It was the hilltop clearing he had lain dying in, now carpeted in vibrant poppy flowers and lacking the bodies Tobirama remembered leaving laying about. A full moon hung directly overhead, pale light strong enough for red petals to burn against the backdrop of night. A cloudless sky, strung with stars. A perfect circle of bare earth, churned into mud near the center where Tobirama had struggled free. A gap in the loam, wide enough to see the hollowed out space where Tobirama had lain, and the slightly translucent skin of a split open lotus root large enough to contain a man.

Tobirama rubbed his aching throat again, trying to sooth the harsh pain as he stumbled to his feet.

His bare feet. Tobirama blinked grit and mulch from his eyes, noting with no small amount of dismay that he was completely nude, his armour and weapons and even his under clothes missing.

Uneasy, Tobirama wiped at the strange white ichor that clung to his skin with a grimace of disgust. He remembered being dead. Only now he was breathing, his heart beating, all evidence supporting the conclusion that Tobirama was alive.



Tobirama squinted at the horizon, thoughts churning. Slowly, almost unwillingly, Tobirama turned away from the distant point where Konoha stood. Instead, Tobirama faced a straight path towards the old Senju lands, where the graves of his mother and younger brothers lay. Where all the secrets Tobirama had kept from Hashirama were hidden.

It called to him, like the moon pulled on the ocean’s tides, like a flame running with the breeze. One last glance was cast towards Konohagakure, more farewell than longing, and Tobirama turned away, setting out with a determined stride, following the tug centered in his heart.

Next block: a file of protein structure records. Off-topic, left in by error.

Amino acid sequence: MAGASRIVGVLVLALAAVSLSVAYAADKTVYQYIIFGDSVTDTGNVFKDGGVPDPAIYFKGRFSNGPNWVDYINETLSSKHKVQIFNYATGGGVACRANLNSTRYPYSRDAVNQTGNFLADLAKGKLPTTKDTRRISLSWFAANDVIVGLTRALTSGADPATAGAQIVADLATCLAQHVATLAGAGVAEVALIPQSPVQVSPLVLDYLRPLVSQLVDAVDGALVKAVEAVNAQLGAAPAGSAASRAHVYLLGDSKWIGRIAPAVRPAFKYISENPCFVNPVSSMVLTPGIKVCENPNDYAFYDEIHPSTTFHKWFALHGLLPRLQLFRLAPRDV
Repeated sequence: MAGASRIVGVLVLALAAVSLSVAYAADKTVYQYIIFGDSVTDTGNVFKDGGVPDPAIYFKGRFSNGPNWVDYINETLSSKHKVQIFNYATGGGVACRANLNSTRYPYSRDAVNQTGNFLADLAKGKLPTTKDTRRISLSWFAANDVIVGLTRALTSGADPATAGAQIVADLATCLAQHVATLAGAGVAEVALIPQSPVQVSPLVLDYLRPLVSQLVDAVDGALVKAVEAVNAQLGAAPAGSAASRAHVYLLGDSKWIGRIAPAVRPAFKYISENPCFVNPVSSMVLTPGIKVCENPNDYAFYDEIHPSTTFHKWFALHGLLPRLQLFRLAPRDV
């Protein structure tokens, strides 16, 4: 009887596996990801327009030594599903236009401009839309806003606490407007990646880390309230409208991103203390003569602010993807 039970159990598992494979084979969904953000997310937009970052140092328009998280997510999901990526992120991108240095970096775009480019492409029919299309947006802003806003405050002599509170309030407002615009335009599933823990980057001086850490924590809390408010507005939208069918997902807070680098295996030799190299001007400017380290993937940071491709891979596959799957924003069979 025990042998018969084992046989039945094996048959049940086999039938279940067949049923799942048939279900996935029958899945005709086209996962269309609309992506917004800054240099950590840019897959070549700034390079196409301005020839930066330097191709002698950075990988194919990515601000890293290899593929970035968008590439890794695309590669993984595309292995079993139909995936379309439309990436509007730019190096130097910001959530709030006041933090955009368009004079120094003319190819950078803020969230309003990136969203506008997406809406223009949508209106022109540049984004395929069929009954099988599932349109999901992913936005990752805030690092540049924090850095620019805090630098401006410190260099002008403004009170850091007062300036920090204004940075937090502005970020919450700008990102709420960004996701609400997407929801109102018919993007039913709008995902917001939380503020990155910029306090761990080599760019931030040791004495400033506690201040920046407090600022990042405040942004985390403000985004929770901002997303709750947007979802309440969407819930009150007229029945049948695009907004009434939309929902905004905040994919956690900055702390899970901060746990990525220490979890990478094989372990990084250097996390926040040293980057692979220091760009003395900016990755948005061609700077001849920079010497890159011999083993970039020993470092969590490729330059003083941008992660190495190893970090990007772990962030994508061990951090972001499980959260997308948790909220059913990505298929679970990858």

As he did, Tobirama gave all due consideration to the possibility that the old civilian fireside tales about shinobi being the children of demons might very well contain a grain of truth.


Passing over the Naka River, Tobirama took the desperately needed opportunity to rinse off the lingering traces of his grave. It was a relief to wash the taste of blood soaked flowers out of his mouth, and Tobirama relished the feeling of water sluicing over his skin.

Clean water. Clean skin. Simple things granted the greatest pleasures.

It was with great reluctance that Tobirama parted from the river waters, eyes and fingers tracing along the repeating pattern of red and white and silver curving delicately over his forearms in striped lines. Tobirama frowned, more thoughtful than upset over the loss of his body hair.

(The scales faded as the water dried, leaving only human skin behind. The stripes remained, reminding Tobirama of the tiger patterned butterfly koi Mito had imported from Uzu for Konoha’s water gardens.)


The old Senju compound had stood empty since the founding of Konoha. Empty, but not entirely abandoned, so it was easy for Tobirama to find clothing and shoes. A simple yukata and wicker sandals, but better than the nothing Tobirama had begun his night with. All the major caches of weapons and armour had been moved to the new compound in the Village. This place where Tobirama and his brothers had been born would fall into disrepair soon, once the last of those who had lived within its walls died off.